Combustion, high-temperature chemical reaction
engineering

* DAVID C. VENERUS (Ph.D., Pennsylvania State U)
Polymer rheology and processing, and transport
phenomena

* DARSH T. WASAN (Ph.D., California-Berkeley)
Interfacial phenomena, separation processes,
enhanced oil recovery


APPLICATIONS

Dr. H. Arastoopour
Chairman, Graduate Admissions Committee
Department of Chemical Engineering
Illinois Institute of Technology
I.I.T. Center
Chicago, IL 60616


CHEMICAL ENGINEERING EDUCATION









THE INSTITUTE OF PAPER
SCIENCE AND TECHNOLOGY

is an independent, fully accredited
graduate school offering an interdis-
" ciplinary degree program designed
for B.S. chemical engineering grad-
uates. The Institute has an excellent
record of preparing graduates for
challenging and highly rewarding
careers in the paper industry. The In-
stitute is located next to the Georgia
Institute of Technology and shares
many educational resources with
Georgia Tech.
All U.S. citizens and permanent resi-
dents accepted into the program are
awarded full tuition scholarships, as
well as stipends of $12,000 to
$14,000 per calendar year.

Graduates select thesis research
projects from a variety of topics,
including:

Process Engineering
Simulation and Control
Heat and Mass Transfer
Separation Science
Reaction Engineering
Fluid Mechanics
Materials Science
Surface and Colloid Science
Combustion Technology
Chemical Kinetics

For further information, please contact:
Director of Admissions
The Institute of Paper Science and Technology
575 14th St. N.W.
Atlanta, GA 30318
(404) 853-9500














GRADUATE PROGRAM
FOR
M.S. & PH.D. DEGREES
IN
CHEMICAL & MATERIALS
ENGINEERING


Iw RESEARCH AREAS:
^\V --Kinetics & Catalysis
--Blocatalysis & Biosensors
--Bioseparatlons & Biochemical Engineering
--Membrane Separations
--Particle Morphological Analysis
--Air Pollution Modeling
--Materials Science
--Surface Science & Laser Technology
--Parallel & High Speed Computing

a_,. For additional Information and application write to:
I GRADUATE ADMISSIONS
Chemical and Materials Engineering
The University of Iowa
Iowa City, Iowa 52242
319/335-1400
The Unverslty of Iowa does not discrimninate In it educational programs and activies on the
bash of race. national origin, color, religion, sex. age, or handicap. The Unverslty also affirm Its
commitment to providing equal opportunities and equal accem to Unversity focllles without
reference to affectlonal or assoclatlonal preference. For additional Information on
nondbcrmlnatlon policies, contact the Coordinator of Title IX and Section 604 In the Office of
Affirmative Action. telephone 319/3350705,202 Jessup Hal, The Unlvernty of Iowa, Iowa City.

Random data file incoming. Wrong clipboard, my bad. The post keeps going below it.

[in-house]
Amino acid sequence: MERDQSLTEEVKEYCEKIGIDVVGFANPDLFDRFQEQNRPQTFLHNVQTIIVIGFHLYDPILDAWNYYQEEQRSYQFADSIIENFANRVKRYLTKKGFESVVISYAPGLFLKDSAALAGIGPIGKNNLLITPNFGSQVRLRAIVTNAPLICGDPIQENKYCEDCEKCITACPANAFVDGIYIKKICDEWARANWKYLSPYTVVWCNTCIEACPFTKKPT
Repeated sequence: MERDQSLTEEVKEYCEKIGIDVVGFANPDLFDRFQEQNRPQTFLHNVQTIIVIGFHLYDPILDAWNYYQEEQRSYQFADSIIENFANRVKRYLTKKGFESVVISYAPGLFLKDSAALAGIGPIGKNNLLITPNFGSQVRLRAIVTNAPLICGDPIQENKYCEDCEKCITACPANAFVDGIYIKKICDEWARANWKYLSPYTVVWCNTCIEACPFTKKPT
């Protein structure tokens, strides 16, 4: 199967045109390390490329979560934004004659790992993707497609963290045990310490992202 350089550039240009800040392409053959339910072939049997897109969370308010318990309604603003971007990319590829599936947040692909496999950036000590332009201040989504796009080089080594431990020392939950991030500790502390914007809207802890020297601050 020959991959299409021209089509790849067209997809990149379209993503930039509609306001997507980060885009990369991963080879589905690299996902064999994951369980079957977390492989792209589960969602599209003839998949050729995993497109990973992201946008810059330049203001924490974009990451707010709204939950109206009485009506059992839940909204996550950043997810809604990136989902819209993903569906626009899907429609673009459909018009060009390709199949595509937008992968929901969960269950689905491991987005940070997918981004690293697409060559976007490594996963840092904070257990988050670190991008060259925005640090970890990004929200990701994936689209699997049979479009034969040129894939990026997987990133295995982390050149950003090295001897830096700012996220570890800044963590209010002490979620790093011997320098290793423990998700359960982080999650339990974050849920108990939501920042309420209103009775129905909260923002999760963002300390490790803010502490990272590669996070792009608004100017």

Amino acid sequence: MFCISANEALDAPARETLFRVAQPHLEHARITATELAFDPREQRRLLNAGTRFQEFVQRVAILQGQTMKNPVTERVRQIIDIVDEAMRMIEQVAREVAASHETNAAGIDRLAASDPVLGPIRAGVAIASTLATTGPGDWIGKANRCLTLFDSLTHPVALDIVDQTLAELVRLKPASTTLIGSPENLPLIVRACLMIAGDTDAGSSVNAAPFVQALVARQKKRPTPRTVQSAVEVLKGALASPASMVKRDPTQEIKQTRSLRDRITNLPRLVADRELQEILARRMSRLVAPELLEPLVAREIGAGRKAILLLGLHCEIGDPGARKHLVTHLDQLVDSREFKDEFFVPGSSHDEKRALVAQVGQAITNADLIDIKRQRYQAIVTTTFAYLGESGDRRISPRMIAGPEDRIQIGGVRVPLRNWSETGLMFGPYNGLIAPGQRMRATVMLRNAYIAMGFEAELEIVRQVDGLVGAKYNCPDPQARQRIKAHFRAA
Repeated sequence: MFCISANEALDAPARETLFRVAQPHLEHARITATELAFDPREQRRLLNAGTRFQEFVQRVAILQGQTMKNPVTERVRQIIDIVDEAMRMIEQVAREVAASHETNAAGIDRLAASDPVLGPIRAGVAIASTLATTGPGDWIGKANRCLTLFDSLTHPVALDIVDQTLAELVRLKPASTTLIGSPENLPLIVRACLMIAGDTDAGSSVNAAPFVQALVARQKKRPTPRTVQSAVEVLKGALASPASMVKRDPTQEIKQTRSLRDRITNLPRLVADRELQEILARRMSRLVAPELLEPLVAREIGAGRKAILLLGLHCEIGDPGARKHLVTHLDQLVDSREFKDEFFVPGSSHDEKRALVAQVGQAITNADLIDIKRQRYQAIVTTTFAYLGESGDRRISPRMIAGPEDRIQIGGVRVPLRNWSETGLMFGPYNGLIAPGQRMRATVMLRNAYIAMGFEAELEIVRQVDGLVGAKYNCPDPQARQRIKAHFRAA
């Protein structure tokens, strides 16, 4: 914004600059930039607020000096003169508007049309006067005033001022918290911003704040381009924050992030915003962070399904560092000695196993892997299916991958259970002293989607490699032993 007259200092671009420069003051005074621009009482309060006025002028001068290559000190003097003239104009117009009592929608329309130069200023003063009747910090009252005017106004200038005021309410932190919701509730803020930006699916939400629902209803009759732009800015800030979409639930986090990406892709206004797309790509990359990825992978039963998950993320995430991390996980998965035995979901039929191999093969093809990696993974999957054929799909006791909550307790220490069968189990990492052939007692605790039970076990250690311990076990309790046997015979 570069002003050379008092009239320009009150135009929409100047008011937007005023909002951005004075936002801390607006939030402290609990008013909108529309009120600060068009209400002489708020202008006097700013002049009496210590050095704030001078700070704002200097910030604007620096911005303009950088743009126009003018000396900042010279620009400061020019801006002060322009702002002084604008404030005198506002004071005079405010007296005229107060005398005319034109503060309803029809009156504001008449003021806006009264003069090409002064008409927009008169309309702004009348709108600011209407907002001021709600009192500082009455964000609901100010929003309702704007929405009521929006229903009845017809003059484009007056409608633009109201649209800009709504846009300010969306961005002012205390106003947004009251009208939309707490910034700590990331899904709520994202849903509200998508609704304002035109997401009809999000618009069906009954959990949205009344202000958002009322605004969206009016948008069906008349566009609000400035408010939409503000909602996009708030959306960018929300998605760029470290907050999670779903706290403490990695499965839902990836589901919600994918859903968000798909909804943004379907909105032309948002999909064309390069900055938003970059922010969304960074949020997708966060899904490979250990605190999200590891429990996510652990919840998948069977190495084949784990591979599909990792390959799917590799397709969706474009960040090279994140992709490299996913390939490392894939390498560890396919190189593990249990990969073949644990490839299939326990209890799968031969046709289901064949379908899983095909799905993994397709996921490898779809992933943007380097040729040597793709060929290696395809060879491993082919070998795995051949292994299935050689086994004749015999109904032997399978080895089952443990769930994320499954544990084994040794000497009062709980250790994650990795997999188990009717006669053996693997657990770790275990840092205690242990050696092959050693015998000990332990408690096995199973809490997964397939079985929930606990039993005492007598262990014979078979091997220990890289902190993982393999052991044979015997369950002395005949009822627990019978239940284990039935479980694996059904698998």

lowa 52242.
5337/8-87


CHEMICAL ENGINEERING EDUCATION








IOWA STATE



UNIVERSITY


William H. Abraham
Thermodynamics, heat and mass transport,
process modeling
Lawrence E. Burkhart
Fluid mechanics, separation process,
ceramic processing
George Burnet
Coal technology, separation processes, high
temperature ceramics
John M. Eggebrecht
Statistical thermodynamics of fluids and
fluid surfaces
Charles E. Glatz
Biochemical engineering, processing of
biological materials
Kurt R. Hebert
Applied electrochemistry, corrosion
James C. Hill
Fluid mechanics, turbulence, convective transport
phenomena, aerosols
Kenneth R. Jolls
Thermodynamics, simulation, computer graphics
Terry S. King
Catalysis, surface science, catalyst applications
Maurice A. Larson
Crystallization, process dynamics
Peter J. Reilly
Biochemical engineering, enzyme
technology, carbohydrate chromatography
Glenn L. Schrader
Catalysis, kinetics, solid state electronics
processing, sensors
Richard C. Seagrave
Biological transport phenomena, biothermo-
dynamics, reactor analysis
Dean L. Ulrichson
Process modeling, simulation
Thomas D. Wheelock
Chemical reactor design, coal technology,
fluidization
Gordon R. Youngquist
Crystallization, chemical reactor design,
polymerization
For additional information, please write:
Graduate Officer
Department of Chemical Engineering
Iowa State University
Ames, Iowa 50011


S. r -
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JOHNS

CHEMICAL




Timothy A. Barbari
Ph.D., University of Texas, Austin
Membrane Science
Sorption and Diffusion in Polymers
Polymeric Thin Films
Michael J. Betenbaugh
Ph.D., University of Delaware
Biochemical Kinetics
Insect Cell Culture
Recombinant DNA Technology
Marc D. Donohue
Ph.D., University of California, Berkeley
Equations of State
Statistical Thermodynamics
Phase Equilibria

Joseph L. Katz
Ph.D., University of Chicago
Nucleation
Crystallization
Flame Generation of Ceramic Powders
Robert M. Kelly
Ph.D., North Carolina State University
Process Simulation
Biochemical Engineering
Separations Processes


SHOPKINS

ENGINEERING




Mark A. McHugh
Ph.D., University of Delaware
High-Pressure Thermodynamics
Polymer Solution Thermodynamics
Supercritical Solvent Extraction
Geoffrey A. Prentice
Ph.D., University of California, Berkeley
Electrochemical Engineering
Corrosion
W. Mark Saltzman
Ph.D., Massachusetts Institute of Technology
Transport in Biological Systems
Polymeric Controlled Release
Cell-Surface Interactions
W. H. Schwarz
Dr. Engr., Johns Hopkins University
Rheology
Non-Newtonian Fluid Dynamics
Physical Acoustics of Fluids
Turbulence


For further information contact:
The Johns Hopkins University
Chemical Engineering Department
Baltimore, MD 21218
(301) 338-7170


LII